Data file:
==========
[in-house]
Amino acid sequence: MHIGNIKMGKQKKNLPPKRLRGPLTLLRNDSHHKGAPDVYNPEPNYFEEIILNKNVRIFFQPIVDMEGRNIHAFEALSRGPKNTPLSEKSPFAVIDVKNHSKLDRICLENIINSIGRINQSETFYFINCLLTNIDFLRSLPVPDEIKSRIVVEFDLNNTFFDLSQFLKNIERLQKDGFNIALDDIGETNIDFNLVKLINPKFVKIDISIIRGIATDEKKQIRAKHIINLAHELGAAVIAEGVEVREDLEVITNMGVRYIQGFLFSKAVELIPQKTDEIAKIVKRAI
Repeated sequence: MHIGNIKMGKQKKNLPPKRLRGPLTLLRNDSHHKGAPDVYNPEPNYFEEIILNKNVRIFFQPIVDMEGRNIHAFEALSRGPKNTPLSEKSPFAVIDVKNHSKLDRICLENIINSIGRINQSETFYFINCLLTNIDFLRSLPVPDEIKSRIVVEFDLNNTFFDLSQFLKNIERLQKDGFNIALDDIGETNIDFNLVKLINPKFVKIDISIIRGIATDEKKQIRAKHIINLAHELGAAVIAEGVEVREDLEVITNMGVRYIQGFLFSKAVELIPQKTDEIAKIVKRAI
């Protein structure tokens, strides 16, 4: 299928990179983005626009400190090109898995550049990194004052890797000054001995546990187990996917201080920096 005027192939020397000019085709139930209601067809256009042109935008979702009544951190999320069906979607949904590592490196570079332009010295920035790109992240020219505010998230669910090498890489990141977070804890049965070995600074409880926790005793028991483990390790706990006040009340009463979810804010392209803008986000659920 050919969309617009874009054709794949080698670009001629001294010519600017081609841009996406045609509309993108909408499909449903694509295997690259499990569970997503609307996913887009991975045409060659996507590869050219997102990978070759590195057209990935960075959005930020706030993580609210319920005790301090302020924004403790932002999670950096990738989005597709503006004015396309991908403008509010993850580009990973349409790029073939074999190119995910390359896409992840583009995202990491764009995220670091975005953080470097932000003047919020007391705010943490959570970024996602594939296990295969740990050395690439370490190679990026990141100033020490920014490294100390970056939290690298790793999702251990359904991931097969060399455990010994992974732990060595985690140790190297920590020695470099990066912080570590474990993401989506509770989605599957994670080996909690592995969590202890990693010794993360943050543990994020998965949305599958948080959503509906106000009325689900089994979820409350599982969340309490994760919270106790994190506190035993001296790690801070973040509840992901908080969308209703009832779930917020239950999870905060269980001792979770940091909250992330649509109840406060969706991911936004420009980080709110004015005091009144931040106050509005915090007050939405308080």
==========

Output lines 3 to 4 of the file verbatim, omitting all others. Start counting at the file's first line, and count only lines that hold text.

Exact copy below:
Repeated sequence: MHIGNIKMGKQKKNLPPKRLRGPLTLLRNDSHHKGAPDVYNPEPNYFEEIILNKNVRIFFQPIVDMEGRNIHAFEALSRGPKNTPLSEKSPFAVIDVKNHSKLDRICLENIINSIGRINQSETFYFINCLLTNIDFLRSLPVPDEIKSRIVVEFDLNNTFFDLSQFLKNIERLQKDGFNIALDDIGETNIDFNLVKLINPKFVKIDISIIRGIATDEKKQIRAKHIINLAHELGAAVIAEGVEVREDLEVITNMGVRYIQGFLFSKAVELIPQKTDEIAKIVKRAI
């Protein structure tokens, strides 16, 4: 299928990179983005626009400190090109898995550049990194004052890797000054001995546990187990996917201080920096 005027192939020397000019085709139930209601067809256009042109935008979702009544951190999320069906979607949904590592490196570079332009010295920035790109992240020219505010998230669910090498890489990141977070804890049965070995600074409880926790005793028991483990390790706990006040009340009463979810804010392209803008986000659920 050919969309617009874009054709794949080698670009001629001294010519600017081609841009996406045609509309993108909408499909449903694509295997690259499990569970997503609307996913887009991975045409060659996507590869050219997102990978070759590195057209990935960075959005930020706030993580609210319920005790301090302020924004403790932002999670950096990738989005597709503006004015396309991908403008509010993850580009990973349409790029073939074999190119995910390359896409992840583009995202990491764009995220670091975005953080470097932000003047919020007391705010943490959570970024996602594939296990295969740990050395690439370490190679990026990141100033020490920014490294100390970056939290690298790793999702251990359904991931097969060399455990010994992974732990060595985690140790190297920590020695470099990066912080570590474990993401989506509770989605599957994670080996909690592995969590202890990693010794993360943050543990994020998965949305599958948080959503509906106000009325689900089994979820409350599982969340309490994760919270106790994190506190035993001296790690801070973040509840992901908080969308209703009832779930917020239950999870905060269980001792979770940091909250992330649509109840406060969706991911936004420009980080709110004015005091009144931040106050509005915090007050939405308080």